The family of a teenager severely injured in an Anaheim Hills school bus crash last year spoke out for the first time Wednesday as the driver pleaded not guilty in court.
Regina Singh is proud and protective, but she broke down in tears when she talked about riding with her daughter in an ambulance not knowing how badly she'd been injured on April 24, 2014.
"It's been nine months now, and we still have friends that are praying for her and blessing her every single day," Singh said.
Eleven students were hurt, and of those, four students suffered major injuries including fractured bones, intracranial hemorrhaging, a shattered spine, and a toe amputation.
Singh's daughter was a Girl Scout about to complete eighth grade and had just had her braces removed.
Singh remembers someone handing her a backpack, and remembers the chaos of kids screaming. She found out her daughter was stuck near the emergency exit of the bus, that she was wearing a seat belt.
The teenager was home-schooled for two months, but she made it to her promotion ceremony. Her toe had been amputated and she was recovering from spinal injuries.
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"I'm not angry at anybody," Singh said. "We're just trying to stay positive and move forward."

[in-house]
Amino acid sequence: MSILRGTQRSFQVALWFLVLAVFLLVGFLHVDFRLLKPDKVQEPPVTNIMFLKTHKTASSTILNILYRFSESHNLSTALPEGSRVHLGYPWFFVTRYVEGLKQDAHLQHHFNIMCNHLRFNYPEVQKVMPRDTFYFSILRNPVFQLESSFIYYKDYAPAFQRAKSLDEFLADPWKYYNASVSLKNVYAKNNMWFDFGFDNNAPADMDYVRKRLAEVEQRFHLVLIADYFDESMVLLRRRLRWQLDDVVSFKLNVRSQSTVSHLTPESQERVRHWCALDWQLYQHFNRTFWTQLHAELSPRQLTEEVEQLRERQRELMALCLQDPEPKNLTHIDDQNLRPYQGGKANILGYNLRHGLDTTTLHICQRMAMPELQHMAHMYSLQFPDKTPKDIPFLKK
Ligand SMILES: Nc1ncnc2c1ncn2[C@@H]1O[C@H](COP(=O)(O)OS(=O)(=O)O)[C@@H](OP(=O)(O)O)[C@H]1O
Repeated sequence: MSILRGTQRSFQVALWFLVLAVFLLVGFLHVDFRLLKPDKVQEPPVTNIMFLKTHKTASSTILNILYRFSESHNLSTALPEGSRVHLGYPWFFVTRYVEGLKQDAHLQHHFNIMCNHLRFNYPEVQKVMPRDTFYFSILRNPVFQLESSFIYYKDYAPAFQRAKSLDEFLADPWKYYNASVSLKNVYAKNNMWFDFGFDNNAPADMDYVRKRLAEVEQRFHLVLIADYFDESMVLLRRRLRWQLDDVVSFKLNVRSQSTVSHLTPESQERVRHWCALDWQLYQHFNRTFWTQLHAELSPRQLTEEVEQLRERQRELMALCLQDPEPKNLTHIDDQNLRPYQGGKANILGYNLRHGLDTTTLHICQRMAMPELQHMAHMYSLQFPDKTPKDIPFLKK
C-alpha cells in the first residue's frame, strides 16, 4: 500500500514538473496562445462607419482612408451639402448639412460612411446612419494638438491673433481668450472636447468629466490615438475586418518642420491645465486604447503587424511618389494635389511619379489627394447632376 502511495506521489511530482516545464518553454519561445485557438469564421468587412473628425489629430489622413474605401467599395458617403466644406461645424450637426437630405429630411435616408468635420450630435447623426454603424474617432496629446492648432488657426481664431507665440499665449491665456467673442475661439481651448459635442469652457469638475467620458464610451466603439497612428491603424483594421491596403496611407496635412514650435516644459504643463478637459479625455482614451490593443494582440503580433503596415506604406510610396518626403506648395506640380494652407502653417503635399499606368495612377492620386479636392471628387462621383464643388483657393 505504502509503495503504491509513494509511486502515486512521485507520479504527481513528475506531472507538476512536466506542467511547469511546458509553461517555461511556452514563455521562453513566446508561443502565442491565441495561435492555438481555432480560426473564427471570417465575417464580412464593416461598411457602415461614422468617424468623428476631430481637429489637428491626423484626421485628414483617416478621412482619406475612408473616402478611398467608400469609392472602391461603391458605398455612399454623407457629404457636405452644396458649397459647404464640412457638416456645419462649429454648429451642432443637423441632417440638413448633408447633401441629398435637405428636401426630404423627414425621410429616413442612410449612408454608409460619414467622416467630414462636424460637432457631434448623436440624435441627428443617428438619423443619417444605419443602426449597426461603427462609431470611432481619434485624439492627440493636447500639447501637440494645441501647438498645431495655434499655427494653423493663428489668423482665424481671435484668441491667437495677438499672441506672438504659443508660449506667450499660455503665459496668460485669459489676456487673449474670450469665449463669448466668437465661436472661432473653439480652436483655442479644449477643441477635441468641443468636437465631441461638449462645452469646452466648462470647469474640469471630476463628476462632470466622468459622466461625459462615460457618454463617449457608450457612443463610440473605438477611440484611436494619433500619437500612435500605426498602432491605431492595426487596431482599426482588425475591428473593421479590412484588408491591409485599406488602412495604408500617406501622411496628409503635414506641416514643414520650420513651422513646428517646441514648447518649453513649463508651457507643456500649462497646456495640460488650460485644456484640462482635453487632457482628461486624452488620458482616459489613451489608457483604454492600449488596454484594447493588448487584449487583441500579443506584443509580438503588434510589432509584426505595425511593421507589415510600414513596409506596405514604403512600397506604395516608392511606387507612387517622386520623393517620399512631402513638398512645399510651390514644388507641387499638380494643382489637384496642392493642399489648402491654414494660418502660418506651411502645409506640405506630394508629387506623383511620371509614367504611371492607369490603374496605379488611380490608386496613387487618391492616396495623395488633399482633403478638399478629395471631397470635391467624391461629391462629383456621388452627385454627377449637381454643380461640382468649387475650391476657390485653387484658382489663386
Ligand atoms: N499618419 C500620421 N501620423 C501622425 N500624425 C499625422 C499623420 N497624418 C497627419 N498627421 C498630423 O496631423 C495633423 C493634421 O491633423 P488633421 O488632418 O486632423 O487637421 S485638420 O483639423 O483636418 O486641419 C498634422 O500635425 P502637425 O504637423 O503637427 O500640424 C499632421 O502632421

In moving forward she asked NBC4 not to show her daughter's face. She doesn't want the 14-year old to be defined forever as a bus crash victim.
Meanwhile, the driver of the bus is facing charges in the crash.
Gerald Douglas Rupple, 25, pleaded not guilty in court Wednesday to perjury, child abuse and child endangerment.
In a CHP report, Rupple, dubbed by children as "Mr. Jerry," allegedly told investigators he blacked out after not feeling well. "The heat probably got to me," he said, according to the report.
At the time of the crash, Rupple is accused of having a medical condition that causes dizziness, seizures, and blackouts. He allegedly did not disclose his medical history to the school district knowing that it would negatively affect his employment, prosecutors said.
"I don't think he intended harm on these kids. I think he made a terrible mistake because he desperately wanted a job," Singh's attorney Katherine Harvey-Lee said.
The Orange Unified School District bus crashed while going about 50 mph, causing the school bus to veer off the road and crash into several trees. Prosecutors say Rupple passed out.
Attorneys say the Orange Unified School District should be held responsible.
"They hired somebody who was covering up a medical condition," Harvey-Lee said. "They were responsible for putting him behind the wheel."
The district did not respond to request for comment by NBC4 but has said they consider Rupple a former employee.